Brand vs. identity
A brand refers to the functional associations that the customers attribute to the product depending on their expectations of its performance. The brand is concerned with the attributes that make the product to appear unique from the customer’s perception (Adrian 2000).
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Once the customer identifies a certain brand, he or she can then be able to make his or her purchase decisions faster than someone who does not have a specific brand. The customer can develop an emotional attachment to the brand if he or she perceives it to be satisfying his or her needs. The designer of the brand should design it in such a ways that it connects with the customer and not just the product (Kotler 2006).
Identity on the other hand, is concerned with the image of the company. This image can be portrayed by the brand made by the company. The type of marketing collateral, the messages communicated by the company and other visuals displayed present the whole aspect of identity. Other features found in the brand identity may include the product name, the sound invoked by the name, trade dress and the brand’s personality.
For a brand name to be effective it should suggest the products and services that it offers, it should also be easily recognized or pronounced and distinctive from other brands.
In order to create a sense of belonging, there should be ad good design and discourse. Whatever is said in the visual context should be related to the appropriate narration that gives meaning to it. For example in the designs presented over the TV, they must be related to the real experiences that the consumers find on the use of the brand ensures some sense of modernity.
Sometimes a visual language can be effectively used to convey some messages to the consumer as they can be associated with a certain meaning. For example, Joan’s visual language had been used to advertise market freedom instead of being used as symbol for political emancipation (Julier 1997).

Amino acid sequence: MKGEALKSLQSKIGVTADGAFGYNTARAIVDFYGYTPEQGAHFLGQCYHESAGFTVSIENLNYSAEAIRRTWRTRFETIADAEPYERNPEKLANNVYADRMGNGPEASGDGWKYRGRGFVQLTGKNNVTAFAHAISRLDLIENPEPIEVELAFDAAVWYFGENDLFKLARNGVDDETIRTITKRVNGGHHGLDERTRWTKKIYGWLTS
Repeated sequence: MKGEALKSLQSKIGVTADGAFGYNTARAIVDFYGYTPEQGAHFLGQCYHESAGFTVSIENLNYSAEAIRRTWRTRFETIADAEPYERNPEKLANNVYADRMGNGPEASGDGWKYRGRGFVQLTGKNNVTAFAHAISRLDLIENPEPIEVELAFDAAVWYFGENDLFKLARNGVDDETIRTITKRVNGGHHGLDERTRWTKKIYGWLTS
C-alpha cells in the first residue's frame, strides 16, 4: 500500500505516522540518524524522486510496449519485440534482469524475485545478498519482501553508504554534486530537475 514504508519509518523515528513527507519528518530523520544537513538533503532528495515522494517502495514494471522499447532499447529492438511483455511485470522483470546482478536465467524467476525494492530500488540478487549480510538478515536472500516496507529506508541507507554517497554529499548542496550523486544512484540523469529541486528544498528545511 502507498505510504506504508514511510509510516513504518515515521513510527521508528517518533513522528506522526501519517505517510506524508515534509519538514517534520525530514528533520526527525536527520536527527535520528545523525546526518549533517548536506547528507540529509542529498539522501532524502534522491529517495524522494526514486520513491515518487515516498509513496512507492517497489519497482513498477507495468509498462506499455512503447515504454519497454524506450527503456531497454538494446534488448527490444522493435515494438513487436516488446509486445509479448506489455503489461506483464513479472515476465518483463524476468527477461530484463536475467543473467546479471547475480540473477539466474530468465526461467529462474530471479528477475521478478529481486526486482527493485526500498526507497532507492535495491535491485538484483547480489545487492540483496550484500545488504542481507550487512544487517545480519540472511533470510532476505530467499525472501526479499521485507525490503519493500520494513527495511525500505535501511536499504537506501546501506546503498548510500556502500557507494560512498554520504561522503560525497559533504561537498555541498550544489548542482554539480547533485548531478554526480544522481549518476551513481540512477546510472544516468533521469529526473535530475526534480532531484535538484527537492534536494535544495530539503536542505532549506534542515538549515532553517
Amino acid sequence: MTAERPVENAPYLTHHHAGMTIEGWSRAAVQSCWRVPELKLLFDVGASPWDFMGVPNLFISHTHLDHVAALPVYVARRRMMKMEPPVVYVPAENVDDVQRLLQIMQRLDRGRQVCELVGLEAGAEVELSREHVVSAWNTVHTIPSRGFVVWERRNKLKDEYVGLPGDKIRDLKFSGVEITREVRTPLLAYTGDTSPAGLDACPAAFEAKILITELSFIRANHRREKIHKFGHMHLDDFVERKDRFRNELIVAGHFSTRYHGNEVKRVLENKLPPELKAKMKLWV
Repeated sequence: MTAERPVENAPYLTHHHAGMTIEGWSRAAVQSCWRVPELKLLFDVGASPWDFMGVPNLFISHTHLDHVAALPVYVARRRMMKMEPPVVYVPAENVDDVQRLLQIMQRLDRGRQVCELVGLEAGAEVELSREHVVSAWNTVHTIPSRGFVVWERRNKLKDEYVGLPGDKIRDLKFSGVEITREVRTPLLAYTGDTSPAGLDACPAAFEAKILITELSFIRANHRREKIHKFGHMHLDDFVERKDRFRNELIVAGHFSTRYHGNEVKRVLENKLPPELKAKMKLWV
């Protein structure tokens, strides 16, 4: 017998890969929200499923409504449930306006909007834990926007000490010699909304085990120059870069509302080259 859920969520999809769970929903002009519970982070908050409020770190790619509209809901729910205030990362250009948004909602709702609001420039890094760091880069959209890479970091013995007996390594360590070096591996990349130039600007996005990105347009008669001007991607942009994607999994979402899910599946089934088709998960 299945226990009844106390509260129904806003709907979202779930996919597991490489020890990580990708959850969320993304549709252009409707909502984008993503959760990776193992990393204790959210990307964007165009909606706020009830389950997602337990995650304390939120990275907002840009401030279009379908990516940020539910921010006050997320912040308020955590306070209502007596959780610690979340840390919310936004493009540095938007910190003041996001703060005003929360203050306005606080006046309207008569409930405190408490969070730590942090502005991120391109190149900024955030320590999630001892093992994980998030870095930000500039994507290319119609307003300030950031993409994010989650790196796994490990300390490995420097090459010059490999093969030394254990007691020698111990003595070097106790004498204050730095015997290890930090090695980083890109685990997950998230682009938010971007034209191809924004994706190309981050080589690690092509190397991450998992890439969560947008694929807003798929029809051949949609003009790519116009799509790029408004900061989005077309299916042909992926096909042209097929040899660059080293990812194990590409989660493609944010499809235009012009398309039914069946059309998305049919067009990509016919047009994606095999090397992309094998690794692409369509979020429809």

Development of a good brand may be very costly but can also result in increased sales as long as it is able to meet the customer requirements. It requires marketing research to be done specifically in the market segments so that the customers are able to give their views on various ways in which they want the product to be designed.
Relationship between consumer and product
There is a very strong relationship between a consumer and the product depending on how well the product is able to meet the customer’s specifications. For example, the most loyal consumers of a specific product tend to make repeat purchases from the product due to the continued satisfaction that they get from the use of the brand.
Under the just in time method, the products made by the manufacturer depend on the customer’s specification. They are only made after the customer has made an order or a demand. There are no goods left in stock since all the goods made are delivered immediately to the customer. This may reduce the costs involved in holding these products in the warehouse as they can be delivered to the consumers as soon as they are complete.
The designer of any given product only acts as an agent of ideology and therefore may not fully control the needs the consumers who have purchased the product. He may try his best to suit their needs but he may not be able to control the interpretations made by these consumers. However, this does not mean that the designer should make his products in such a way that they do not meet the customer’s specifications.
Consumers do make their own choices on the use of various products and therefore there is individualism in the use of these products. Every consumer has his or her own tastes and preferences. This may not apply to the case of a public good as it is more concerned with many users than specifications of a particular consumer.